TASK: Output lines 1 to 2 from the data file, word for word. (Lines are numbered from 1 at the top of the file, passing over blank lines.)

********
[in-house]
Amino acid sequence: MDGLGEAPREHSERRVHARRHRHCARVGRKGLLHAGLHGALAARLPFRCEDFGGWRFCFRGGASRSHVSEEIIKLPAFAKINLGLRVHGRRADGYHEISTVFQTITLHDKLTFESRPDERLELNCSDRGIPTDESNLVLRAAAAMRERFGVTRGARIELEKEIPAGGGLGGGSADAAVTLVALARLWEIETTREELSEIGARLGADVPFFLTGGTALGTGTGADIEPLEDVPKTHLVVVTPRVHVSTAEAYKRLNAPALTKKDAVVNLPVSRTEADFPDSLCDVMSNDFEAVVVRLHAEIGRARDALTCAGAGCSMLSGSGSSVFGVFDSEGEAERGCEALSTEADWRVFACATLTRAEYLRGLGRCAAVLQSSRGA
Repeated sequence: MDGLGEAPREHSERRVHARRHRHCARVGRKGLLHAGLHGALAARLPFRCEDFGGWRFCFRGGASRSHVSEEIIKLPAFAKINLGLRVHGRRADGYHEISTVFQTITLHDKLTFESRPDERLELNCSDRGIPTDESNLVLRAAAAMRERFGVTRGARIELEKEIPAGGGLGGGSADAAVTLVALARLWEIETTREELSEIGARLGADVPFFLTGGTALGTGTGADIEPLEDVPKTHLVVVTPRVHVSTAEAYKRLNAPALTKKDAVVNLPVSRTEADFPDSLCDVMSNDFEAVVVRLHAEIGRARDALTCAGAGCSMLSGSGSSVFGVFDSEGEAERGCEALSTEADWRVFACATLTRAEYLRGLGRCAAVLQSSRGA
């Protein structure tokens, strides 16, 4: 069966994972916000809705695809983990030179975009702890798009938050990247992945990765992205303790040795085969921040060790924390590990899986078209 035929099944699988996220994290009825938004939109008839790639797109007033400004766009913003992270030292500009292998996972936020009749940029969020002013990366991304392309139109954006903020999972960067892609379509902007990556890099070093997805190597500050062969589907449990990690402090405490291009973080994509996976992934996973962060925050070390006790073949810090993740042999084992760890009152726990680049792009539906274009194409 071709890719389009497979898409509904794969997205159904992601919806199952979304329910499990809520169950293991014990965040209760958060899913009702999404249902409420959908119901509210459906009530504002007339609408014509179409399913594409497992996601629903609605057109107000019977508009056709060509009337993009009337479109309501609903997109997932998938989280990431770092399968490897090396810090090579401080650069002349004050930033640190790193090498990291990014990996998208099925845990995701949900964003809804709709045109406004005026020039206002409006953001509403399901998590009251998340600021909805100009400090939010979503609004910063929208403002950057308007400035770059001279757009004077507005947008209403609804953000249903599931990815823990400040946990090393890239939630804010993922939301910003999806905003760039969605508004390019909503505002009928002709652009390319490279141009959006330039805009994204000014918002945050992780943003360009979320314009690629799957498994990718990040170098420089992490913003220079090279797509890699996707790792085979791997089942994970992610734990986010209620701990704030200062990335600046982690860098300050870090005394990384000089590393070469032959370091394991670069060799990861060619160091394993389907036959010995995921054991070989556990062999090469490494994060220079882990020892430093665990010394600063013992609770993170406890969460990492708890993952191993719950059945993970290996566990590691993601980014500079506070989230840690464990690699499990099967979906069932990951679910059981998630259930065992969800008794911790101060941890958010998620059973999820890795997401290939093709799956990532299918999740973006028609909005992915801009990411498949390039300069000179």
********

[in-house]
Amino acid sequence: MDGLGEAPREHSERRVHARRHRHCARVGRKGLLHAGLHGALAARLPFRCEDFGGWRFCFRGGASRSHVSEEIIKLPAFAKINLGLRVHGRRADGYHEISTVFQTITLHDKLTFESRPDERLELNCSDRGIPTDESNLVLRAAAAMRERFGVTRGARIELEKEIPAGGGLGGGSADAAVTLVALARLWEIETTREELSEIGARLGADVPFFLTGGTALGTGTGADIEPLEDVPKTHLVVVTPRVHVSTAEAYKRLNAPALTKKDAVVNLPVSRTEADFPDSLCDVMSNDFEAVVVRLHAEIGRARDALTCAGAGCSMLSGSGSSVFGVFDSEGEAERGCEALSTEADWRVFACATLTRAEYLRGLGRCAAVLQSSRGA